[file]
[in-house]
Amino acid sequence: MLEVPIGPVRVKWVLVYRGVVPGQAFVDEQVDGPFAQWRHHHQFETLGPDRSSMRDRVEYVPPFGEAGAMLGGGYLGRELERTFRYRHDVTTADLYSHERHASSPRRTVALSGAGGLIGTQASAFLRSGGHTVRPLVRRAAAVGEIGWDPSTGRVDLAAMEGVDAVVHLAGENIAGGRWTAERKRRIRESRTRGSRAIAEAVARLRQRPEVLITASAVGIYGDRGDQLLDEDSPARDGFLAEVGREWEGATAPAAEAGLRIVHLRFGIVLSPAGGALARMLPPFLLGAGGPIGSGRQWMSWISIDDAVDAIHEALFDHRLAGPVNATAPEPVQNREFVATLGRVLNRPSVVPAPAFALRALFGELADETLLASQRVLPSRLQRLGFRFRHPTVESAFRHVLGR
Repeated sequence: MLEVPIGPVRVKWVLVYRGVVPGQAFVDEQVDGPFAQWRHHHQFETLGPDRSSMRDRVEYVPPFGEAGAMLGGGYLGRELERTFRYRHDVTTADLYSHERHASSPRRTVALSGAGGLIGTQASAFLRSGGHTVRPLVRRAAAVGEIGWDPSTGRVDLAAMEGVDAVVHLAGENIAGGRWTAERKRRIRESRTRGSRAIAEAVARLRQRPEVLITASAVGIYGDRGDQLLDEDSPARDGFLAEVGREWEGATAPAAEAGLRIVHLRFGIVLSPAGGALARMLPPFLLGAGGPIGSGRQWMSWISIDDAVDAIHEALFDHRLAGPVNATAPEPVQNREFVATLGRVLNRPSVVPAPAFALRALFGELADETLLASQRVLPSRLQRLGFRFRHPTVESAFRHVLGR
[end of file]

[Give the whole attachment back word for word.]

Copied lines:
[in-house]
Amino acid sequence: MLEVPIGPVRVKWVLVYRGVVPGQAFVDEQVDGPFAQWRHHHQFETLGPDRSSMRDRVEYVPPFGEAGAMLGGGYLGRELERTFRYRHDVTTADLYSHERHASSPRRTVALSGAGGLIGTQASAFLRSGGHTVRPLVRRAAAVGEIGWDPSTGRVDLAAMEGVDAVVHLAGENIAGGRWTAERKRRIRESRTRGSRAIAEAVARLRQRPEVLITASAVGIYGDRGDQLLDEDSPARDGFLAEVGREWEGATAPAAEAGLRIVHLRFGIVLSPAGGALARMLPPFLLGAGGPIGSGRQWMSWISIDDAVDAIHEALFDHRLAGPVNATAPEPVQNREFVATLGRVLNRPSVVPAPAFALRALFGELADETLLASQRVLPSRLQRLGFRFRHPTVESAFRHVLGR
Repeated sequence: MLEVPIGPVRVKWVLVYRGVVPGQAFVDEQVDGPFAQWRHHHQFETLGPDRSSMRDRVEYVPPFGEAGAMLGGGYLGRELERTFRYRHDVTTADLYSHERHASSPRRTVALSGAGGLIGTQASAFLRSGGHTVRPLVRRAAAVGEIGWDPSTGRVDLAAMEGVDAVVHLAGENIAGGRWTAERKRRIRESRTRGSRAIAEAVARLRQRPEVLITASAVGIYGDRGDQLLDEDSPARDGFLAEVGREWEGATAPAAEAGLRIVHLRFGIVLSPAGGALARMLPPFLLGAGGPIGSGRQWMSWISIDDAVDAIHEALFDHRLAGPVNATAPEPVQNREFVATLGRVLNRPSVVPAPAFALRALFGELADETLLASQRVLPSRLQRLGFRFRHPTVESAFRHVLGR